Other London-based dealers who have lost money through this type of fraud include Simon Lee. “Our accountant received an email and invoice from someone within our company, with a message saying ‘please pay this’,” he says. The sum lost by Lee’s gallery was small, he says, but he knows “people who have been taken for hundreds of thousands of pounds”. Lee now issues a standard warning about cyberfraud with every invoice and his accountant now “telephones and confirms banking instructions with clients over the phone”.
In the US, a similar fraud attempt targeted Expo Chicago. “Someone got into our system,” says president Tony Karman. “We have a good system, but someone got in and sent an email to our accountant from my email address with an invoice and a message that said ‘please pay this immediately’. Fortunately, our accountant checked the invoice with me and I told him ‘I didn’t send it; it wasn’t me. We immediately put extra security measures in place.”
Back in London, another victim is Thomas Dane; the gallery lost money when it inadvertently wired money to a fraudster’s account. “It was a staggered payment that got intercepted,” says François Chantala, a partner at the gallery. “It has been a wake-up call to completely overhaul our invoicing procedures,” he says, adding that the gallery now sends most of its invoices by courier.
It is not just small or mid-size galleries that have been targeted. The Swiss gallery Hauser & Wirth, which has spaces in London, Somerset, Zurich, New York and Los Angeles, has also been a victim of the scam. In response to our questions, the gallery said in a statement: “Like many others, it’s true that we were targeted by a cyberattack. Due to the systems we have in place and the vigilance of our team, as soon as the fraud attempt occurred we responded swiftly, resulting in a full recovery of the funds. We are very aware of the potential risks that digital transactions bring and have implemented additional security measures to protect our staff and contacts.”
Art dealers’ associations have been trying to raise awareness of cyber-security for months. In February, the Society of London Art Dealers issued a warning to its members about the dangers of email fraud. Three months later, it sent out the warning again. In the US, the Art Dealers Association of America (ADAA) circulated its first warning on cyber-risks, including this specific type of email fraud, which it refers to as a “man-in-the-middle” scam, in 2016. Adam Sheffer of the gallery Cheim & Read, who is the president of the ADAA, says that he issued the alert after being approached by “high-profile American and European galleries”, as well as artists who had been targeted by scammers.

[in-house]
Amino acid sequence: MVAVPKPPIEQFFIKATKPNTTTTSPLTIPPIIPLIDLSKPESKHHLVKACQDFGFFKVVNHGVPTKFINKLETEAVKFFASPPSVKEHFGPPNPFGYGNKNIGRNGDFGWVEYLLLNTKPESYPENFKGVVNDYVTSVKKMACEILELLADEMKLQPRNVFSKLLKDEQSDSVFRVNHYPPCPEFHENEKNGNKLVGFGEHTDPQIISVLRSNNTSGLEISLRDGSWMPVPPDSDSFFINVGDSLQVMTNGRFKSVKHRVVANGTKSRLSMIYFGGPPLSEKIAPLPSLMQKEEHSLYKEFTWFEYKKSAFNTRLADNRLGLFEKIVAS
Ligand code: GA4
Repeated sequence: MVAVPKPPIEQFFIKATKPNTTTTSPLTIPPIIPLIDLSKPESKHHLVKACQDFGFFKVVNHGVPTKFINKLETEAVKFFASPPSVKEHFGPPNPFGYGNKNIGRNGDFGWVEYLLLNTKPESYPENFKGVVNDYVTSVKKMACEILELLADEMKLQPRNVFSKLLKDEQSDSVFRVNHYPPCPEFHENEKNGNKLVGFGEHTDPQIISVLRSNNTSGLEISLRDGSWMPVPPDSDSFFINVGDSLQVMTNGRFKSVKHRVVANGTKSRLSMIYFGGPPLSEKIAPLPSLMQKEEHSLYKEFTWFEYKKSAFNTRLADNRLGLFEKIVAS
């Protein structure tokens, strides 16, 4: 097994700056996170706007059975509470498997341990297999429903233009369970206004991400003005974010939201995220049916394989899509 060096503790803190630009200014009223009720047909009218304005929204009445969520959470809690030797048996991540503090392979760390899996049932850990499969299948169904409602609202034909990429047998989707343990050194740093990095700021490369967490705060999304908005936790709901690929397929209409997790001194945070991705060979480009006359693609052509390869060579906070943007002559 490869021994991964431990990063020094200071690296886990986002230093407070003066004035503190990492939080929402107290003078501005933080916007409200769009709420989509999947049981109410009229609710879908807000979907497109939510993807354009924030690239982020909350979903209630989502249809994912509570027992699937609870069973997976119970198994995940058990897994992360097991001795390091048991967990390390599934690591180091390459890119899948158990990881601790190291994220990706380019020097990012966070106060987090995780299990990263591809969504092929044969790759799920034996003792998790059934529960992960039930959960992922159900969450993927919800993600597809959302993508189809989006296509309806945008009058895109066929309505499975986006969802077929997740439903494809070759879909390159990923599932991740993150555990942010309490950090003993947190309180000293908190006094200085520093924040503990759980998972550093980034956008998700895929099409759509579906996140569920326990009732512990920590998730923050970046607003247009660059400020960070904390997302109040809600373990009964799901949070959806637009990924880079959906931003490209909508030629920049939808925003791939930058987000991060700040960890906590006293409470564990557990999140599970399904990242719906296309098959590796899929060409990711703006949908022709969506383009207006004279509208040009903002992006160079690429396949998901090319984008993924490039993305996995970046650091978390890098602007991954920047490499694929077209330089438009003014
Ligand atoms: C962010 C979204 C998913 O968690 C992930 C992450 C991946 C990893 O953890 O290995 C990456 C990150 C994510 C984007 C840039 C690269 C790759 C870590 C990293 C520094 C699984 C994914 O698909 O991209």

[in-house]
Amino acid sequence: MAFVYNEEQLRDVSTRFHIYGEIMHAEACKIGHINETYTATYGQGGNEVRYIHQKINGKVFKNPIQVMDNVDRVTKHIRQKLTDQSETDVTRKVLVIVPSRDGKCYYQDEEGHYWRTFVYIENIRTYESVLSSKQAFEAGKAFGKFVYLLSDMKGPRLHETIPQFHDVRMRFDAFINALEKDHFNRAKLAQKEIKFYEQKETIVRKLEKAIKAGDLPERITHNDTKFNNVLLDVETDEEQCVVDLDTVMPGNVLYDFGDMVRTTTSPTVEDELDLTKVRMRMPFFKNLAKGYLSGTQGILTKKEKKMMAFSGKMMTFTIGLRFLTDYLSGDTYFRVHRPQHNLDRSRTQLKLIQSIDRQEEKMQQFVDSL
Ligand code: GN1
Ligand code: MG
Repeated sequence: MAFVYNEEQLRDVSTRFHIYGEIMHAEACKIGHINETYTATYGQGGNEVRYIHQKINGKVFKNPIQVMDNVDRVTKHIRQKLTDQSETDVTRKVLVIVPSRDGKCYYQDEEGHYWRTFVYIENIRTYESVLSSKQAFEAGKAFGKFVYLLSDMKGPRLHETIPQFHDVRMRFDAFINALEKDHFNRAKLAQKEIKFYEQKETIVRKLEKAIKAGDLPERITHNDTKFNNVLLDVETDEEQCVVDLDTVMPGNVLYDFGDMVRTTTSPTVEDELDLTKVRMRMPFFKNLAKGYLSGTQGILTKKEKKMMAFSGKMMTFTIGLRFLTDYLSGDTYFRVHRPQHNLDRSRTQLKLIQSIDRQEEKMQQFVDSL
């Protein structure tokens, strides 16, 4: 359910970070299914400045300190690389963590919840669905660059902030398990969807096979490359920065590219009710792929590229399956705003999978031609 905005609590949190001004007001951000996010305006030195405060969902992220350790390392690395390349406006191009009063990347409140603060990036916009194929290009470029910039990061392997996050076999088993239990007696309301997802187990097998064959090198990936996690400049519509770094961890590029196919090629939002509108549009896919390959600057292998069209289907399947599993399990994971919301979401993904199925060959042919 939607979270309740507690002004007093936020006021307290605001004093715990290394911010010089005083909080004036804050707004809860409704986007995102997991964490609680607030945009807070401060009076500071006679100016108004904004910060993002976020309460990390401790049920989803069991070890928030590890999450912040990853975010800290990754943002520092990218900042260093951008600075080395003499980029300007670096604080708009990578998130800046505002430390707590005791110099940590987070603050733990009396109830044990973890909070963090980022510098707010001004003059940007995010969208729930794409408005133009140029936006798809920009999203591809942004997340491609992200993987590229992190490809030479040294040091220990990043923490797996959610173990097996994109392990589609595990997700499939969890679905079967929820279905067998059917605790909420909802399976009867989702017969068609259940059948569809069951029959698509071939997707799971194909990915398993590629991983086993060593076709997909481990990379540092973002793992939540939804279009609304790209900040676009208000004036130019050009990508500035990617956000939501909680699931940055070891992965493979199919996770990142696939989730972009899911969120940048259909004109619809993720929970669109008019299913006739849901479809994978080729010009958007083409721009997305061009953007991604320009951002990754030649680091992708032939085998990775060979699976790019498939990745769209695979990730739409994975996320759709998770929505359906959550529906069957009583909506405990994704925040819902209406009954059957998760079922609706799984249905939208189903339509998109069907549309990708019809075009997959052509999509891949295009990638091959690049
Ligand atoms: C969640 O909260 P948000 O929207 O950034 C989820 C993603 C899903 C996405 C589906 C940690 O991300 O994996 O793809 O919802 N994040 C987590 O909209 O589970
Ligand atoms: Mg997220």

Taking basic precautions such as encrypting invoices and confirming bank details over the phone with clients, artists and service providers before money is transferred is critical, not least because insuring against loss from an email fraud or other hacks is difficult. Although some cyber-insurance policies do exist, these typically have a relatively low cap on the losses that can be claimed. Furthermore, if these policies are bought by galleries, they will only protect the galleries themselves, and not their clients, who are often the victims.
The insurance industry is divided about the efficacy of such products. AXA Art does not currently offer a policy that will protect against loss from this type of email fraud, Bentley says. “This is a very rapidly evolving area for the insurance market,” he says. “It’s moving so quickly that if you renewed your policy in April rather than October, you might have a different arrangement.” He believes that it is more effective for galleries to adopt “a change in practice to avoid this situation happening in the first place rather than buying what is going to be potentially quite expensive insurance. Even if an insurance solution is eventually offered, it is still likely to be both limited and expensive.”
For galleries in the UK, introducing greater security is critical. Next May, the UK will implement new EU legislation: the General Data Protection Regulations. (The legislation will be introduced in Britain regardless of Brexit.) These require every company that stores personal data, such as clients’ email addresses, to protect it adequately. So, if your gallery’s email account is hacked because of inadequate security measures, you could be fined 4% of your annual turnover or €20m, whichever is higher. “No galleries are that aware of the impending regulation,” Lee says, adding that, for galleries, “there are huge responsibilities involved and there is a lot to do in preparation”.
Five-step protection against email fraud
1 Regularly change all passwords for email, software and wifi
2 Ensure all anti-virus software is up to date
3 Only send invoices by email if they have been encrypted (password-protected)
4 After sending or receiving an invoice by email, call and/or send a text or WhatsApp message to the recipient to double-check the sort code and account number
5 Urge all staff to be extremely vigilant when opening emails and do not download any attachments or click on web links from an untrusted source. Always confirm legitimacy over the telephone with the sender if in doubt
• To contact us about cyber crime, please email email@example.com
• For a discussion on cyber crime in the art world, listen to The Art Newspaper Weekly podcast released on Friday 3 October
• This article was amended to include details of Tony Karman’s case.